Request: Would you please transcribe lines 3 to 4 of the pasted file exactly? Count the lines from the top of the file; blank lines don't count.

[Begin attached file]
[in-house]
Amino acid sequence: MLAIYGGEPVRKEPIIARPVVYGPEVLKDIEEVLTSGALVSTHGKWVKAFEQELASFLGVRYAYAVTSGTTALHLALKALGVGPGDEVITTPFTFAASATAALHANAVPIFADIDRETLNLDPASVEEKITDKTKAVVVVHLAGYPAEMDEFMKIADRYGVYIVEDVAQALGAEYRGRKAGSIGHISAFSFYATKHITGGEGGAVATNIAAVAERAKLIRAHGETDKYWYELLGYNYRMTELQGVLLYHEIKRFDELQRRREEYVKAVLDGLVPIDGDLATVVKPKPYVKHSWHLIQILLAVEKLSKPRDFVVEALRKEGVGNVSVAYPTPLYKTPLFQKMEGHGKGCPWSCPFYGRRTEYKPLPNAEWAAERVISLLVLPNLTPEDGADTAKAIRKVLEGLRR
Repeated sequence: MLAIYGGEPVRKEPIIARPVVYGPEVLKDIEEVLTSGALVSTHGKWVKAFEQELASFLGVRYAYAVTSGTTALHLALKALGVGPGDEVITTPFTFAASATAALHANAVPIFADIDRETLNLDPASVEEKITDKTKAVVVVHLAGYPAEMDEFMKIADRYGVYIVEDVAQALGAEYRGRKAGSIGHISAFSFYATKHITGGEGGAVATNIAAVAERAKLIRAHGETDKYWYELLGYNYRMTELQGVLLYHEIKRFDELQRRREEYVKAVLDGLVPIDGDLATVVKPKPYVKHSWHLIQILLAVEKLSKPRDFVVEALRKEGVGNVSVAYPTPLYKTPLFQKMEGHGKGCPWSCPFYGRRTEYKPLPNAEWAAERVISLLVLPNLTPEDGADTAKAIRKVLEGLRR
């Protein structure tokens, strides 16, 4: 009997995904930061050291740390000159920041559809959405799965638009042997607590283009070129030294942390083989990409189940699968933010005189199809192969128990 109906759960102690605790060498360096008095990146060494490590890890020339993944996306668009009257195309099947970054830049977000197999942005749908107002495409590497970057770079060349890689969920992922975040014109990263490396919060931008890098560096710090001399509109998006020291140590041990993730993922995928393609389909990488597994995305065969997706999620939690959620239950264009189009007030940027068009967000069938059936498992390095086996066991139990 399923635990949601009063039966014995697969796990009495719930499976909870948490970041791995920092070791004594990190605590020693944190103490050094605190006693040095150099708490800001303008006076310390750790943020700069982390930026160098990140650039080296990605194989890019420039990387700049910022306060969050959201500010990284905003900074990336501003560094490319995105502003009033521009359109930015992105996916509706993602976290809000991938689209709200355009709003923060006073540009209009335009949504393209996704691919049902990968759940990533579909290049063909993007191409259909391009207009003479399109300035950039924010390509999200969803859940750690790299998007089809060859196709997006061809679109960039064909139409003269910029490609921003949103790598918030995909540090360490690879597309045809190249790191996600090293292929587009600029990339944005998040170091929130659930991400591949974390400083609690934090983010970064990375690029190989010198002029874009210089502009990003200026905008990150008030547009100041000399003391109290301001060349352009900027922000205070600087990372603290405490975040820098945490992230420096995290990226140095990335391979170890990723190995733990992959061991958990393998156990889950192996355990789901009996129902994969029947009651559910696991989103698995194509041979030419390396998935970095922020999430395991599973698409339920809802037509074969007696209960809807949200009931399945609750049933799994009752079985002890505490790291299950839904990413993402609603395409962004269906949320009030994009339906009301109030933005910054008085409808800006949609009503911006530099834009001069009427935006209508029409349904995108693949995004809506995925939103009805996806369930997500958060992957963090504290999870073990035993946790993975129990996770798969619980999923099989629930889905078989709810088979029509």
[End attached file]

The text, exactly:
Repeated sequence: MLAIYGGEPVRKEPIIARPVVYGPEVLKDIEEVLTSGALVSTHGKWVKAFEQELASFLGVRYAYAVTSGTTALHLALKALGVGPGDEVITTPFTFAASATAALHANAVPIFADIDRETLNLDPASVEEKITDKTKAVVVVHLAGYPAEMDEFMKIADRYGVYIVEDVAQALGAEYRGRKAGSIGHISAFSFYATKHITGGEGGAVATNIAAVAERAKLIRAHGETDKYWYELLGYNYRMTELQGVLLYHEIKRFDELQRRREEYVKAVLDGLVPIDGDLATVVKPKPYVKHSWHLIQILLAVEKLSKPRDFVVEALRKEGVGNVSVAYPTPLYKTPLFQKMEGHGKGCPWSCPFYGRRTEYKPLPNAEWAAERVISLLVLPNLTPEDGADTAKAIRKVLEGLRR
């Protein structure tokens, strides 16, 4: 009997995904930061050291740390000159920041559809959405799965638009042997607590283009070129030294942390083989990409189940699968933010005189199809192969128990 109906759960102690605790060498360096008095990146060494490590890890020339993944996306668009009257195309099947970054830049977000197999942005749908107002495409590497970057770079060349890689969920992922975040014109990263490396919060931008890098560096710090001399509109998006020291140590041990993730993922995928393609389909990488597994995305065969997706999620939690959620239950264009189009007030940027068009967000069938059936498992390095086996066991139990 399923635990949601009063039966014995697969796990009495719930499976909870948490970041791995920092070791004594990190605590020693944190103490050094605190006693040095150099708490800001303008006076310390750790943020700069982390930026160098990140650039080296990605194989890019420039990387700049910022306060969050959201500010990284905003900074990336501003560094490319995105502003009033521009359109930015992105996916509706993602976290809000991938689209709200355009709003923060006073540009209009335009949504393209996704691919049902990968759940990533579909290049063909993007191409259909391009207009003479399109300035950039924010390509999200969803859940750690790299998007089809060859196709997006061809679109960039064909139409003269910029490609921003949103790598918030995909540090360490690879597309045809190249790191996600090293292929587009600029990339944005998040170091929130659930991400591949974390400083609690934090983010970064990375690029190989010198002029874009210089502009990003200026905008990150008030547009100041000399003391109290301001060349352009900027922000205070600087990372603290405490975040820098945490992230420096995290990226140095990335391979170890990723190995733990992959061991958990393998156990889950192996355990789901009996129902994969029947009651559910696991989103698995194509041979030419390396998935970095922020999430395991599973698409339920809802037509074969007696209960809807949200009931399945609750049933799994009752079985002890505490790291299950839904990413993402609603395409962004269906949320009030994009339906009301109030933005910054008085409808800006949609009503911006530099834009001069009427935006209508029409349904995108693949995004809506995925939103009805996806369930997500958060992957963090504290999870073990035993946790993975129990996770798969619980999923099989629930889905078989709810088979029509």